2 digit subtraction woes...

Discussion in 'General Education' started by AZMrs.S, Dec 1, 2011.

  1. AZMrs.S

    AZMrs.S Cohort

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    Dec 1, 2011

    We just finished working on 2 digit addition with regrouping. Now we are moving on to 2-digit subtraction with regrouping and it is not going well. Both second grades are having a really hard time understanding it. My teammate and I have agreed (our P is fully on board as well) that we will be working on this concept and really driving it home until we leave for break.

    My question is do you have any unique ways of teaching this that might help the light bulbs come on? Fun math centers to practice the skills, or any other advice? I have already shown them two different ways to do it and will do anything it takes to help them make the connection.

    Thanks in advance for your help! :D
     
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  3. 1st-yr-teacher

    1st-yr-teacher Comrade

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    Dec 1, 2011

    I use the "BBB" saying. If the bigger number is on the bottom, you must borrow".
     
  4. Curiouscat

    Curiouscat Comrade

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    Dec 1, 2011

    I suggest studying something else before starting subtraction. Our school psychologist shared research with us showing that teaching the two concepts back to back is developmentally inappropriate for this age group. I have since followed her advice and find it is much easier for them to understand.
    When I do teach it I make a big deal about the story the three little pigs. I explain that when you don't have enough in the ones place then it's like needing to borrow sugar from your neighbor. I act out going over and borrowing a group of ten from my neighbor ( a student sitting close to me). Once, I really hammed it up and went and borrowed from the second grade teacher across the hall. She came over and whined how now she only had 3 groups of ten ( or sugar) left because of the big bad wolf. Sometimes I beg my neighbor for a group of tens.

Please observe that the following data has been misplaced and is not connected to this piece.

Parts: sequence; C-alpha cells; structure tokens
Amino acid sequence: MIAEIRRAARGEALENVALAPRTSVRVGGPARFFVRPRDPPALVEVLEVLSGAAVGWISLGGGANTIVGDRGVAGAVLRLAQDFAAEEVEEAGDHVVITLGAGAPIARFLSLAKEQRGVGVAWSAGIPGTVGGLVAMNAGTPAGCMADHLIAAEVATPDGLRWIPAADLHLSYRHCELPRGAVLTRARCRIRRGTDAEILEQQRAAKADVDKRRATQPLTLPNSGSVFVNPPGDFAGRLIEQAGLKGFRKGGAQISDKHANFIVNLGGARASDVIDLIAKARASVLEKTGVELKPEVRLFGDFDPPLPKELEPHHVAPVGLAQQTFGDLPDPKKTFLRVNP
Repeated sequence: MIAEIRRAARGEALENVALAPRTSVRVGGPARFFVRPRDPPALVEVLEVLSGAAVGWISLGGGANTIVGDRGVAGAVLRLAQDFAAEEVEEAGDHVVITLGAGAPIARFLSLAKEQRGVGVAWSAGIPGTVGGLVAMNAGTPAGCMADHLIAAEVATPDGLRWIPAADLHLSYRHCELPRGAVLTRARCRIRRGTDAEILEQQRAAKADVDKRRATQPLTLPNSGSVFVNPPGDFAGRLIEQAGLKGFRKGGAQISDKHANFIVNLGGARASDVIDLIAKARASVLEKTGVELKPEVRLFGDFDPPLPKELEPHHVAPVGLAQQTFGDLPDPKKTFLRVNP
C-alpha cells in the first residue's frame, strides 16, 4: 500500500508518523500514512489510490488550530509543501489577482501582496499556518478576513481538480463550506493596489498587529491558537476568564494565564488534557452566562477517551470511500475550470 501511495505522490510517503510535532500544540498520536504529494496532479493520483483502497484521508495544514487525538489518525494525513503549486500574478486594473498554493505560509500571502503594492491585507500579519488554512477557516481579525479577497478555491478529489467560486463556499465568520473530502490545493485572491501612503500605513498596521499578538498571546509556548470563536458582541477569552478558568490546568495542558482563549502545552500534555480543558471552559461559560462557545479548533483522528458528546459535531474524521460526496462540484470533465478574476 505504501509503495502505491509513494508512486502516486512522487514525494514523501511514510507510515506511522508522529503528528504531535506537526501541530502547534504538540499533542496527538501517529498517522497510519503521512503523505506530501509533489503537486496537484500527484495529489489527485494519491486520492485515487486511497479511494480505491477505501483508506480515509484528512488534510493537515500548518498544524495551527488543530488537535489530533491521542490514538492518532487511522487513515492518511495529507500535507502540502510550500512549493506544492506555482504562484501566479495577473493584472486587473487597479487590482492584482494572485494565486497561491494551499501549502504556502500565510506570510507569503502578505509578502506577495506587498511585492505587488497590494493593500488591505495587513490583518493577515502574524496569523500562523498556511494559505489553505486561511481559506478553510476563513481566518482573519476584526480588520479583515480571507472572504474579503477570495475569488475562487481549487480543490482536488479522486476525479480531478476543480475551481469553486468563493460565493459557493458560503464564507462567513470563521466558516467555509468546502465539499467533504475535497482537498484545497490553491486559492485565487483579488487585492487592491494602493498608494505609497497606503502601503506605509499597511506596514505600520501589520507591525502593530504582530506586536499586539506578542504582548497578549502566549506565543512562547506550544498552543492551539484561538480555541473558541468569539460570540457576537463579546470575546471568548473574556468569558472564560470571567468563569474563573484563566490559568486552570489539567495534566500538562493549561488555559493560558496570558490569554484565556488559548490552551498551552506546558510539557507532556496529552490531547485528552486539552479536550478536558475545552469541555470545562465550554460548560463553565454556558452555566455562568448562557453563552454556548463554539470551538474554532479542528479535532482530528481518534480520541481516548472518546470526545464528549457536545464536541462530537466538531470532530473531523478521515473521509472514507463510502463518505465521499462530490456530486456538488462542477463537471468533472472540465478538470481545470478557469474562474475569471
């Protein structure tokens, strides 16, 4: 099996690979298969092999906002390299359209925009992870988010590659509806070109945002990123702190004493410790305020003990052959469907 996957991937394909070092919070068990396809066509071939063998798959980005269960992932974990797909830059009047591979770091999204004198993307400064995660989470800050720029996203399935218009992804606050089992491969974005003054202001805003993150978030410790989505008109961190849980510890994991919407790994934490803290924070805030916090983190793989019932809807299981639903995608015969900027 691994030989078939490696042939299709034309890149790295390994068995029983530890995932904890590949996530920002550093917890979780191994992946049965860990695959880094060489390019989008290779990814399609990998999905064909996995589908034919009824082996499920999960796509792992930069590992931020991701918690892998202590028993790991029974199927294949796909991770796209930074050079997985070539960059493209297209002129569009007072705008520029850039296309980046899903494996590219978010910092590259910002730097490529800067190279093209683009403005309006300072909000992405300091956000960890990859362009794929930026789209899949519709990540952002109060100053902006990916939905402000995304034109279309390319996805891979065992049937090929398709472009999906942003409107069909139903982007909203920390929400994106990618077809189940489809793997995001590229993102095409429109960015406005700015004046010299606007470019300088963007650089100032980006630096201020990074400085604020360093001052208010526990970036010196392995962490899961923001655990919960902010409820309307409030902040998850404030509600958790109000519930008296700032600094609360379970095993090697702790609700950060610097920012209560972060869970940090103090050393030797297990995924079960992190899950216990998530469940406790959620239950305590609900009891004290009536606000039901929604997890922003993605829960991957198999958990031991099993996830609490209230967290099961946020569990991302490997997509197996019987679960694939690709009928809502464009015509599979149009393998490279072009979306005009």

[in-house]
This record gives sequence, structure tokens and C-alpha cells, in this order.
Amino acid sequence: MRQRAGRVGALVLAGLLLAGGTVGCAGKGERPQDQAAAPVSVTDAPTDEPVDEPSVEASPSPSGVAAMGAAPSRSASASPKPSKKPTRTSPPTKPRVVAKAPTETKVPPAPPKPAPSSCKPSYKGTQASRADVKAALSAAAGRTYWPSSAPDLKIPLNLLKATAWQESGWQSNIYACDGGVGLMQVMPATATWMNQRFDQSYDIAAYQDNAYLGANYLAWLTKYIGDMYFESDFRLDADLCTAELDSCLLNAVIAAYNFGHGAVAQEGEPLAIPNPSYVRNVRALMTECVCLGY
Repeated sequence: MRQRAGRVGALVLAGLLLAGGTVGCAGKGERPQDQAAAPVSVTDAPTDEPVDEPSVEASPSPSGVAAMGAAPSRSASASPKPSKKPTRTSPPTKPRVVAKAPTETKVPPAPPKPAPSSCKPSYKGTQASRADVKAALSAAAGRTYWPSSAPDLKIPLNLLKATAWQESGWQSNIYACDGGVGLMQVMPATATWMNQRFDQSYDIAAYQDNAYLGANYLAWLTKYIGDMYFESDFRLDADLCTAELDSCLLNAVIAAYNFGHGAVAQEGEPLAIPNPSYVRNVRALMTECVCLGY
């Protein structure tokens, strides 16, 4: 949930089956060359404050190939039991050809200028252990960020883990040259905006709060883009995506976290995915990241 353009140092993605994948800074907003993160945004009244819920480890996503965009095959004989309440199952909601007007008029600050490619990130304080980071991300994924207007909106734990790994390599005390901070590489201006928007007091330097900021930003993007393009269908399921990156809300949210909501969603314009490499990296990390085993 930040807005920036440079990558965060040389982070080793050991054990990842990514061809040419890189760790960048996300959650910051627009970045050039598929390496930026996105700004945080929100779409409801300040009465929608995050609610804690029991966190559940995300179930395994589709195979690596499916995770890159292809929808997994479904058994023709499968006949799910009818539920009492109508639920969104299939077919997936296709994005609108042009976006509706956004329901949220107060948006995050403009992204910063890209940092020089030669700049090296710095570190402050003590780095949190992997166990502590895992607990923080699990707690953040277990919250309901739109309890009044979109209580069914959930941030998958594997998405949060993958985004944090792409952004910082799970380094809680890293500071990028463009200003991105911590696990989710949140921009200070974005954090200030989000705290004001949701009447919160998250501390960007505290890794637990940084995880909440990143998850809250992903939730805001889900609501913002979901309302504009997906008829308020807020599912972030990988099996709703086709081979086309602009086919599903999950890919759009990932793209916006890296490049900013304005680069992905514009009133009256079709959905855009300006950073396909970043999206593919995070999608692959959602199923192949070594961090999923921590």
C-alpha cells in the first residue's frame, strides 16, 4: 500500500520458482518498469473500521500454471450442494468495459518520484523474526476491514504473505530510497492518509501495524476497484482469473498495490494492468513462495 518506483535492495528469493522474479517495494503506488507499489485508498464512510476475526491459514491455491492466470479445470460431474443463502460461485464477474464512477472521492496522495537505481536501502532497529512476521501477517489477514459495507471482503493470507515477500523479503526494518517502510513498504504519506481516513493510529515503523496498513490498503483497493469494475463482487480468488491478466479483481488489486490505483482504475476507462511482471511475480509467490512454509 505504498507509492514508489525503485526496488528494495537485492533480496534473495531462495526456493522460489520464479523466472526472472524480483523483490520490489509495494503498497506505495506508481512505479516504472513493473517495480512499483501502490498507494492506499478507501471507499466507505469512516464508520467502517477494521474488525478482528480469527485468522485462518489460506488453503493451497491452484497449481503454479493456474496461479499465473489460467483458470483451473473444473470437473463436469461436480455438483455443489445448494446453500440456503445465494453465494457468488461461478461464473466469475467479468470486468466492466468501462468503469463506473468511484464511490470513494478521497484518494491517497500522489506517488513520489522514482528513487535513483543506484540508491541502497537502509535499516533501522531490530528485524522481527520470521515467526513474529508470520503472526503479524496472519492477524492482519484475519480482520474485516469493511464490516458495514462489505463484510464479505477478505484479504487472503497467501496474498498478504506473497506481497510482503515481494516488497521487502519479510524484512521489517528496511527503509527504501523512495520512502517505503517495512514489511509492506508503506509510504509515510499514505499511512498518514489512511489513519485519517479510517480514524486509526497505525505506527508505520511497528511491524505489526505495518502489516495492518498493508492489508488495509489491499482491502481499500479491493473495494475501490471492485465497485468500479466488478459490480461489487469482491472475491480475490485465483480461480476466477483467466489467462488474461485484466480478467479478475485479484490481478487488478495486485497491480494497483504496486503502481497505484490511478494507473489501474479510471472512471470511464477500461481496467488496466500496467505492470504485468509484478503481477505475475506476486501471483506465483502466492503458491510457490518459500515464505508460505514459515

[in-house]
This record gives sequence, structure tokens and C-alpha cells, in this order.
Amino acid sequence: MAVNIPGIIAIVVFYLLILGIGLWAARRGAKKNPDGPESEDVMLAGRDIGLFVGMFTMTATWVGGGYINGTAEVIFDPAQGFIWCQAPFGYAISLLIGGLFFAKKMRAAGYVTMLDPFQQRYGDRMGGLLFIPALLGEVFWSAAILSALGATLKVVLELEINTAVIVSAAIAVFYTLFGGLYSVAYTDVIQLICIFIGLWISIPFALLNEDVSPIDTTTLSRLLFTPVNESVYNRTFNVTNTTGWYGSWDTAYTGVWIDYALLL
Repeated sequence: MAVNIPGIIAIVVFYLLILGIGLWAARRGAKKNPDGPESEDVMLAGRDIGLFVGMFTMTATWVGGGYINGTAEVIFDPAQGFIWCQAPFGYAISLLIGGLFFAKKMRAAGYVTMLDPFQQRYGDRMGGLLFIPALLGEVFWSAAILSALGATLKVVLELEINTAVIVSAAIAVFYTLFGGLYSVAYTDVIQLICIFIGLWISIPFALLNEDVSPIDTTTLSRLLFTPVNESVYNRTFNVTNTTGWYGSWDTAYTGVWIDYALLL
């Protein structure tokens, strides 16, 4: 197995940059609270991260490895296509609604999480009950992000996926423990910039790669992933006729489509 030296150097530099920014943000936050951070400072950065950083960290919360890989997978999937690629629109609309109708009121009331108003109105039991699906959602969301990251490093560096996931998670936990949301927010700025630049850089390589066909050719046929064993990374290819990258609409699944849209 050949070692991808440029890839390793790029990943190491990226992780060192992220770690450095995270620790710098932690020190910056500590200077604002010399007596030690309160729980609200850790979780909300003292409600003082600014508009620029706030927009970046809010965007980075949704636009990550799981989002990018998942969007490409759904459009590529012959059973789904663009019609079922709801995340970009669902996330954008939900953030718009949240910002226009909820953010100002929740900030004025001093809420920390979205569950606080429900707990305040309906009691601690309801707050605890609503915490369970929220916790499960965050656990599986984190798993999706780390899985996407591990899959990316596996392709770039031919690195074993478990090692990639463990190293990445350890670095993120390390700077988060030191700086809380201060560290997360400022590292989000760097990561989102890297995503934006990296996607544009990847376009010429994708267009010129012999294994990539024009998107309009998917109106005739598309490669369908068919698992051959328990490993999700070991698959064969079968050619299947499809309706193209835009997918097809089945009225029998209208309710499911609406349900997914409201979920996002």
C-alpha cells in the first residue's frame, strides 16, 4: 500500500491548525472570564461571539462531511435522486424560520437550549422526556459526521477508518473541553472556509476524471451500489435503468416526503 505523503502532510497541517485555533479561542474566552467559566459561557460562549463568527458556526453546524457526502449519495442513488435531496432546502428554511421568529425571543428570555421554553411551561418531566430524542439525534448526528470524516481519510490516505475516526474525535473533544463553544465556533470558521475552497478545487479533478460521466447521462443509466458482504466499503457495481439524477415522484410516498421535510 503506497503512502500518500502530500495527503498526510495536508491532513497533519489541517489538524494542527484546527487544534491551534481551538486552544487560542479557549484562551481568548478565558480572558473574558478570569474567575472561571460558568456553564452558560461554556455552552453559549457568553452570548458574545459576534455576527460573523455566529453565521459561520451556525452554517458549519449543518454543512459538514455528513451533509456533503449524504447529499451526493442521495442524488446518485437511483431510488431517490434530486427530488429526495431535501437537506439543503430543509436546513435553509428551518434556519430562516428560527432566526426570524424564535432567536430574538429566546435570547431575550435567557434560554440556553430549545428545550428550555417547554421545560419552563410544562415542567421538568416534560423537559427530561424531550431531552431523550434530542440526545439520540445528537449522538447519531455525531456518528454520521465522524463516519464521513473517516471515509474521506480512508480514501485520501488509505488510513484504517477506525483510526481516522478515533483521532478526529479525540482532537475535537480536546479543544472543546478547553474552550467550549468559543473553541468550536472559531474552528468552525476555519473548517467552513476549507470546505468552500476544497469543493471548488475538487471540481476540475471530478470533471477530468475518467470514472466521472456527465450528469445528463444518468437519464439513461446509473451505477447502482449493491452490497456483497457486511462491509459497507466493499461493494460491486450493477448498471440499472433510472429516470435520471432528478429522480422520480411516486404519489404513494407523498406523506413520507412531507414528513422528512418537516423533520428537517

Also I have them hold their fingers to show how many ones they have. Then I ask the students to see if they have enough fingers To subtract the bottom number. If not, you better go borrow!
    Hope this helps.
     
  5. AZMrs.S

    AZMrs.S Cohort

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    Dec 1, 2011

    Good tips! Thanks! I wish we could spread it out, but our Principal is pretty stuck on following the curriculum.... I did use the borrowing analogy but I could definitely ham it up more! Thanks for the ideas, keep em coming :)
     
  6. **Mrs.A**

    **Mrs.A** Comrade

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    Dec 1, 2011

    I posted this on another thread awhile ago...It can easily be used for two digits.

    I had a couple of fourth graders who were still having a hard time with subtraction this year...I used the noun/adjective method and they really seemed to get it. This is how I had them set up the problems...

    4 hundreds 2 tens 6 ones
    - 2 hundreds 4 tens 8 ones
    _____________________________

    Of course, everything should line up... I had them do all the regrouping before they started to subtract. It really seemed to help.
     
  7. DizneeTeachR

    DizneeTeachR Virtuoso

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    Dec 1, 2011

    When I subbed a teacher used....for like
    42
    -29
    There are 9 people (or hot dogs I don't remember) and there are only 2 hot dogs (or buns), so they have to borrow from their neighbor 4 ... 10 hot dogs (or buns) to make sure they have enough. It really seems to click for many...
     
  8. czacza